A Teenager Who Fled Syria

National Public Radio (NPR) and World Vision recently collaborated on a story about the difficulties of refugee families by focusing on one Syrian refugee family in Lebanon. The programs focused on a 15-year-old girl, a stellar student, who is now is forced to work in the fields to help her family survive.

For a profound and detailed look at the price of the war in Syria and its effect on youth, you can listen to the program HERE.


The focus of "The BeZine," a publication of The Bardo Group Beguines, is on sacred space (common ground) as it is expressed through the arts. Our work covers a range of topics: spirituality, life, death, personal experience, culture, current events, history, art, and photography and film. We share work here that is representative of universal human values however differently they might be expressed in our varied religions and cultures. We feel that our art and our Internet-facilitated social connection offer a means to see one another in our simple humanity, as brothers and sisters, and not as “other.” This is a space where we hope you’ll delight in learning how much you have in common with “other” peoples. We hope that your visits here will help you to love (respect) not fear. For more see our Info/Mission Statement Page.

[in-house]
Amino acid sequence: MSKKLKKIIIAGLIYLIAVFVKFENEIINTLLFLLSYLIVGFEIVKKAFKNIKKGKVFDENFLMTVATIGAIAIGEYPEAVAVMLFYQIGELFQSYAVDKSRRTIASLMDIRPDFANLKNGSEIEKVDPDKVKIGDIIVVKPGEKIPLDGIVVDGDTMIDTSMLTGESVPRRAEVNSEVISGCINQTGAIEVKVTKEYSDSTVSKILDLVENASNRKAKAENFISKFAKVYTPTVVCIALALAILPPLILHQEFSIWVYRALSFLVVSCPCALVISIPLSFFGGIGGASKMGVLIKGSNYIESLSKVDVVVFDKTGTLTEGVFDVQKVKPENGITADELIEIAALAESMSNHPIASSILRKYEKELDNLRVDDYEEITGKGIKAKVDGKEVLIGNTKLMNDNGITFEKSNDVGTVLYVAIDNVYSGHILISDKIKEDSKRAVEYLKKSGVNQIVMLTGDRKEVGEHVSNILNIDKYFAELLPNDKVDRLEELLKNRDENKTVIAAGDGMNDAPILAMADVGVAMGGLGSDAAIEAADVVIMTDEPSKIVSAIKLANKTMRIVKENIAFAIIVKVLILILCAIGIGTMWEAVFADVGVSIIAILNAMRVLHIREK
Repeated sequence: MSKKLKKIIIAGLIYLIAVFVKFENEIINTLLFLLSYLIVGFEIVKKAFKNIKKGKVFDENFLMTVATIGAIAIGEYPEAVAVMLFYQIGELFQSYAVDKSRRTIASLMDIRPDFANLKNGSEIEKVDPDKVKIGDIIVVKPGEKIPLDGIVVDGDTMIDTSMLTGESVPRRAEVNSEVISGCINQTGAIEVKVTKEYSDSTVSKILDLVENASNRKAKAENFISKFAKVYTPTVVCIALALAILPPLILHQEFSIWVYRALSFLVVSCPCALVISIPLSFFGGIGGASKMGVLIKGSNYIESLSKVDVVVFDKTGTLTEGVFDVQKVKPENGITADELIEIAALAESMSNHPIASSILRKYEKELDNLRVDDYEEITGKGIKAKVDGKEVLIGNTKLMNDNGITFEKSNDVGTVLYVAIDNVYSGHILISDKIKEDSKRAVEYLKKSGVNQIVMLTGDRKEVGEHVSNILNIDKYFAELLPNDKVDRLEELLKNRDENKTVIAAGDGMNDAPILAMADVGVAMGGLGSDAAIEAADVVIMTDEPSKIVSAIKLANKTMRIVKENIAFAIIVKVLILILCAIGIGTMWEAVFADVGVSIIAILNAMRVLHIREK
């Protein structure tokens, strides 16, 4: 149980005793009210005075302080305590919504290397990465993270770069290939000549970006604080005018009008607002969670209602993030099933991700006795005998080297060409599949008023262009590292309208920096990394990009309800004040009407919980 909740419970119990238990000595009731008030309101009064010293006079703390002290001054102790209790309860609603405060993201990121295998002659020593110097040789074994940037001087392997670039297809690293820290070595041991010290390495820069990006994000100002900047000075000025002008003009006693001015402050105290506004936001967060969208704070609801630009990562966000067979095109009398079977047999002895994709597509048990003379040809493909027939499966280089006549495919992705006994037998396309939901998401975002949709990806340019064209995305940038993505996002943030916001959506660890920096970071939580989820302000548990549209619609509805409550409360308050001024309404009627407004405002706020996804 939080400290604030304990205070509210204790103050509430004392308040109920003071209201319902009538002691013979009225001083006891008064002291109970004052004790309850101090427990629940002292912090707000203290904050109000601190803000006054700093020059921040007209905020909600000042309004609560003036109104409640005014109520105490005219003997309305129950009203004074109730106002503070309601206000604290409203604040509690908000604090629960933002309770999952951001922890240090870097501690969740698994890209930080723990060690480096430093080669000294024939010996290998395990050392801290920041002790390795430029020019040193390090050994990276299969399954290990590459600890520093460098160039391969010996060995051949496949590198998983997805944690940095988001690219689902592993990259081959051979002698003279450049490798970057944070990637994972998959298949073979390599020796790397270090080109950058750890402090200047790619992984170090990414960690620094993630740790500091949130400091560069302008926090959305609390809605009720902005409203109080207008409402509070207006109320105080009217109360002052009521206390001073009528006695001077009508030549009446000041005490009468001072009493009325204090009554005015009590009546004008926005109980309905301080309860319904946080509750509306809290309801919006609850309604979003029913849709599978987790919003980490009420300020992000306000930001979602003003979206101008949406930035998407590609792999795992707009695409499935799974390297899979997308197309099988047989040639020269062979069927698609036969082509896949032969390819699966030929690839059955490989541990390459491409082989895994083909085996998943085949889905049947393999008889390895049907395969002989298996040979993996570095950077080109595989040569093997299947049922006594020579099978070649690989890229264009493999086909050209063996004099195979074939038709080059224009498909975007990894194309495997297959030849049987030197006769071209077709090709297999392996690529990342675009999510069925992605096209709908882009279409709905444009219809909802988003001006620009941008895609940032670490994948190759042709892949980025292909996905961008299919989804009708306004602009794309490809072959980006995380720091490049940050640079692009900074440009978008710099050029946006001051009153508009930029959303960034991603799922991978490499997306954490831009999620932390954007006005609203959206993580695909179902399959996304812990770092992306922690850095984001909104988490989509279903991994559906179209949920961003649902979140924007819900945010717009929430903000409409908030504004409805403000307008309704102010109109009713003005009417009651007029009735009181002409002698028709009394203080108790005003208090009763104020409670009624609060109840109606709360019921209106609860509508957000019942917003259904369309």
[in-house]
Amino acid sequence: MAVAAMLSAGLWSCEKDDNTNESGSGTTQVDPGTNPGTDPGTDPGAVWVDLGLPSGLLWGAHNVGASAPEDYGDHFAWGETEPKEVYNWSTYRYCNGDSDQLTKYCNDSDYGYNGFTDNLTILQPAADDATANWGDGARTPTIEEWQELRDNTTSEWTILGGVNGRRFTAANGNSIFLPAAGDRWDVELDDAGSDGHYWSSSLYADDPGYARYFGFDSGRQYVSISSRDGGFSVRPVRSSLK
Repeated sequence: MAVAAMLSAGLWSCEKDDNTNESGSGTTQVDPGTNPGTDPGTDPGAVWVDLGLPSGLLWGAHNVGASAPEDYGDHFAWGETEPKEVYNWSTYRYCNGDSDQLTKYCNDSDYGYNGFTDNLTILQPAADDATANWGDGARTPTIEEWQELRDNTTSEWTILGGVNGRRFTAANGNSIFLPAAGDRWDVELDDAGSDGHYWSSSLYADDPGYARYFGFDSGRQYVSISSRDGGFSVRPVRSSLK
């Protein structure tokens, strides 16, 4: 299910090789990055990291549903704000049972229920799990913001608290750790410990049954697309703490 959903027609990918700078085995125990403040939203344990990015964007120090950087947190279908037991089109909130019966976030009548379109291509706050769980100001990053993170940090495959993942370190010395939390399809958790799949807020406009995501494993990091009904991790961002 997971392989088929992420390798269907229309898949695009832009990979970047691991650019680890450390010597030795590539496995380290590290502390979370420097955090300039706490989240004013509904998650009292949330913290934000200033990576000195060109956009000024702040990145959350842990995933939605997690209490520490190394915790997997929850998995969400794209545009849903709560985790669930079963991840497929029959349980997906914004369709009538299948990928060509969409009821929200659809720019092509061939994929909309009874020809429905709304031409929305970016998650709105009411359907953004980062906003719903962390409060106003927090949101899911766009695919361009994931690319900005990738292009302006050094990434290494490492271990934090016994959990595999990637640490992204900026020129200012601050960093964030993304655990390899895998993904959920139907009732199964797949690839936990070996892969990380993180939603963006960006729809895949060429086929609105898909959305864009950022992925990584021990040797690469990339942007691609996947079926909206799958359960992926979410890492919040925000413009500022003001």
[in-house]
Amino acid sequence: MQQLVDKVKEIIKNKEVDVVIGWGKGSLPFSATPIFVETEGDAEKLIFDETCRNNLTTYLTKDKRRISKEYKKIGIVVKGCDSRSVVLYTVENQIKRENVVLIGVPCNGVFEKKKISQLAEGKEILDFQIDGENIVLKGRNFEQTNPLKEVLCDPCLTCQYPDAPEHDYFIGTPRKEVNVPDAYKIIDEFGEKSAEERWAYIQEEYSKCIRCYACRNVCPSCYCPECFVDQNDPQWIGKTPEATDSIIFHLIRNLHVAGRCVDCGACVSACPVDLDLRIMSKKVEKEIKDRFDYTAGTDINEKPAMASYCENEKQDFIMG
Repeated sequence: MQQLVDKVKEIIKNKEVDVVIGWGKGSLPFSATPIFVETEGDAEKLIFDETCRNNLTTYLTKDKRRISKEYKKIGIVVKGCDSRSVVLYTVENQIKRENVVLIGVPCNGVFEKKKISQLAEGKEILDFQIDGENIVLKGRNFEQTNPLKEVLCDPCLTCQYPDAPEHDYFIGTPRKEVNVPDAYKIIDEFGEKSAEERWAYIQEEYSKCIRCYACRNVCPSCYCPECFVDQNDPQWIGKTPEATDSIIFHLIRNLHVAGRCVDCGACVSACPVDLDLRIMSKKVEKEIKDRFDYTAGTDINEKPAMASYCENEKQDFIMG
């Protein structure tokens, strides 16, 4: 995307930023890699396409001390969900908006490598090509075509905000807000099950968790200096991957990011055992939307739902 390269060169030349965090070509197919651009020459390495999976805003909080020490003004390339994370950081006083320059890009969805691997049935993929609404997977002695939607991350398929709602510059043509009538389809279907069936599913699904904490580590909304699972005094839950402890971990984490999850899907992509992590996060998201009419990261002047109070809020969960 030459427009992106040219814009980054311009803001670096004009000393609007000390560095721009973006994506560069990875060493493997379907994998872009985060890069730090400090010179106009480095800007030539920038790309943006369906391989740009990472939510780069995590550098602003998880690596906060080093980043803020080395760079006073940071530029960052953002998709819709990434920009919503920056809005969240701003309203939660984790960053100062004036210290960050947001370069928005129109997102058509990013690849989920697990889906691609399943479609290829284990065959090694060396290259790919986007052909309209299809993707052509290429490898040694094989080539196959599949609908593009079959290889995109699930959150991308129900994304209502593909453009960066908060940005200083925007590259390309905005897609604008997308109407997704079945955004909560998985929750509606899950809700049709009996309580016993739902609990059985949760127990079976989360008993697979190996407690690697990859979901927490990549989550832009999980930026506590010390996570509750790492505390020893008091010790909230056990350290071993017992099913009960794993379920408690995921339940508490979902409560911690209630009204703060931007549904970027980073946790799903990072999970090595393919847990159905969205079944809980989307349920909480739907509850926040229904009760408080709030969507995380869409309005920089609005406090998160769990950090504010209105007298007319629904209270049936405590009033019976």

One thought on “A Teenager Who Fled Syria

  1. Thank you for sharing this. It’s hard to wrap my head around the idea that there are so *many* like Fatmeh. And the man letting them live on his land, working them so hard for such a pittance only to take that small amount earned off of their ‘debt’ to him, it hearkens back to the robber barons here in America who did the same to the black slaves. It’s a stark reminder that war creates both feast and famine – I would like *every* American to read/listen to this story. Maybe it would make some of them reassess their stubborn ideas about the refugees.


Kindly phrased comments welcome here.

Fill in your details below or click an icon to log in:

WordPress.com Logo

You are commenting using your WordPress.com account. Log Out /  Change )

Twitter picture

You are commenting using your Twitter account. Log Out /  Change )

Facebook photo

You are commenting using your Facebook account. Log Out /  Change )

Connecting to %s

This site uses Akismet to reduce spam. Learn how your comment data is processed.